Why does it matter where one worships, as long as one worships!  Why does it matter if one group is inspired to sing old hymns and another group feels inspired to sing contemporary worship songs, as long as they worship! 

The style and form are of little consequence to me, as long as its reverent toward God and edifying for the people in the pews.  You can sing A Mighty Fortress, or the latest hits from Amy Grant, I don't care much.  But my post wasn't about that.

I spent several years studying the distinctives of various denominations, and much to my surprise the differences are huge.  Attending a particular church (at least where I come from) is an indication of what we believe in.  Accordingly, I chose a congregation that teaches what I believe in.

At the same time, I opted out of certain congregations because I believe that many of their teachings are inconsistent with Scripture.

Offline Imabear

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Re: Denominations Will Never Unite - G.C. Brewer
« Reply #68 on: Wed Aug 20, 2008 - 18:42:01 »
Why does it matter where one worships, as long as one worships!  Why does it matter if one group is inspired to sing old hymns and another group feels inspired to sing contemporary worship songs, as long as they worship! 

The style and form are of little consequence to me, as long as its reverent toward God and edifying for the people in the pews.  You can sing A Mighty Fortress, or the latest hits from Amy Grant, I don't care much.  But my post wasn't about that.

I spent several years studying the distinctives of various denominations, and much to my surprise the differences are huge.  Attending a particular church (at least where I come from) is an indication of what we believe in.  Accordingly, I chose a congregation that teaches what I believe in.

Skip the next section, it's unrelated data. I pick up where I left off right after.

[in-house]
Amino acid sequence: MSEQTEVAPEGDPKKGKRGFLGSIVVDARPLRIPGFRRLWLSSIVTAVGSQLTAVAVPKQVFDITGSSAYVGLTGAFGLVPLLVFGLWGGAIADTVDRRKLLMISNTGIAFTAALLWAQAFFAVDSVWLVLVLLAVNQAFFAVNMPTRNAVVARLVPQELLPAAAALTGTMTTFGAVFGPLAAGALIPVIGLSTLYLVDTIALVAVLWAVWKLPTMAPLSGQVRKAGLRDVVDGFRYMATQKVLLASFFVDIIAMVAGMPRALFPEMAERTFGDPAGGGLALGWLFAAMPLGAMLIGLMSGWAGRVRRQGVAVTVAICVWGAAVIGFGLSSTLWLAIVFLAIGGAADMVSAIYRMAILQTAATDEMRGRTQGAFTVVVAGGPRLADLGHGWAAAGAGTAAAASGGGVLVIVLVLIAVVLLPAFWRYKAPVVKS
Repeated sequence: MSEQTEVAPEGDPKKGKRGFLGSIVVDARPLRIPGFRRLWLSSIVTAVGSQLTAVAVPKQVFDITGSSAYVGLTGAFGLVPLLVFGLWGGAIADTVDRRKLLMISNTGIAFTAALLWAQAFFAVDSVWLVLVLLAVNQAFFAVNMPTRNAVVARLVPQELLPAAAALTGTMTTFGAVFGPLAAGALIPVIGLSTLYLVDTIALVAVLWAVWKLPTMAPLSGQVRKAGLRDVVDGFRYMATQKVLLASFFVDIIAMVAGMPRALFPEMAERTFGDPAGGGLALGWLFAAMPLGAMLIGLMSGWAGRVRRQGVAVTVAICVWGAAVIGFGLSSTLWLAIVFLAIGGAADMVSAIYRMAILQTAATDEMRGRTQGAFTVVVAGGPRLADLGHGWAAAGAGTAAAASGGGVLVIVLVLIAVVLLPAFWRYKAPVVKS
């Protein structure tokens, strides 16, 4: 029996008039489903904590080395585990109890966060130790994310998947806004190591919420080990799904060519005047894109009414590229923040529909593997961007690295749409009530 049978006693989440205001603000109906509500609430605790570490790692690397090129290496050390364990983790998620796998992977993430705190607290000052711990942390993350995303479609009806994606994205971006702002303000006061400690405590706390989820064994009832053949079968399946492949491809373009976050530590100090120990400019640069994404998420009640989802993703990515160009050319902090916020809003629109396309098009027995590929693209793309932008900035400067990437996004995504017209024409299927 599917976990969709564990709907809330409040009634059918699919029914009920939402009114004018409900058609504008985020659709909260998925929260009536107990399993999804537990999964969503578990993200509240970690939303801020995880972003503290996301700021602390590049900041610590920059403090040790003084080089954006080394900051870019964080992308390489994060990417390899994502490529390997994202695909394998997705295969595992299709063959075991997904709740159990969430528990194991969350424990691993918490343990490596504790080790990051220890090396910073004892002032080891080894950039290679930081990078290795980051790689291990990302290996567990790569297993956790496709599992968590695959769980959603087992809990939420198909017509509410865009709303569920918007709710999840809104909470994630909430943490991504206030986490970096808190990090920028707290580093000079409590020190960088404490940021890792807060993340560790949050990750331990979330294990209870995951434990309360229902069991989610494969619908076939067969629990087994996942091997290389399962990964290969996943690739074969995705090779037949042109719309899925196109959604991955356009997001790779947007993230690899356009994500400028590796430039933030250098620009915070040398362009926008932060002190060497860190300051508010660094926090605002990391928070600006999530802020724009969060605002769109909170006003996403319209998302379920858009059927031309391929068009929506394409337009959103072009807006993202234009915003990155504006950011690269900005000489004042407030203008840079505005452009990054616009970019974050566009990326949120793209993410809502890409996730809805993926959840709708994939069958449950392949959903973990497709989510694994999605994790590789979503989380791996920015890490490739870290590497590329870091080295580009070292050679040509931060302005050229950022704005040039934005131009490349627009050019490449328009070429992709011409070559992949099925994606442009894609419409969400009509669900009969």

At the same time, I opted out of certain congregations because I believe that many of their teachings are inconsistent with Scripture.
The truth in the matter is that it's not all about what you believe is truth, or what I believe is truth.  It's all about God.  None of us has Him all figured out. 
I guess we all tend to draw lines somewhere.  I consider myself one in the faith with pretty much all who diligently seek to be followers of Christ.  Yep, I have siblings in Christ who are Presbyterians, Baptists, Methodists, Anabaptists, Evangelical Free, Pentecostal, maybe even some of those in the CoC. ;)
 
I chose my church in part because I could see Jesus in the members of the congregation.  (Isn't that cool!)  They have a humble, generous spirit.  I later learned that they had some beliefs that were slightly different than what I believed.  They were all things I could live with though.  :)

Blessings.






Offline stevehut

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Re: Denominations Will Never Unite - G.C. Brewer
« Reply #69 on: Wed Aug 20, 2008 - 19:00:56 »
The truth in the matter is that it's not all about what you believe is truth, or what I believe is truth.  It's all about God. 


I couldn't agree more, daybreak.   ::nodding::

On the other matters, perhaps we'll have to agree to disagree.

 

     
anything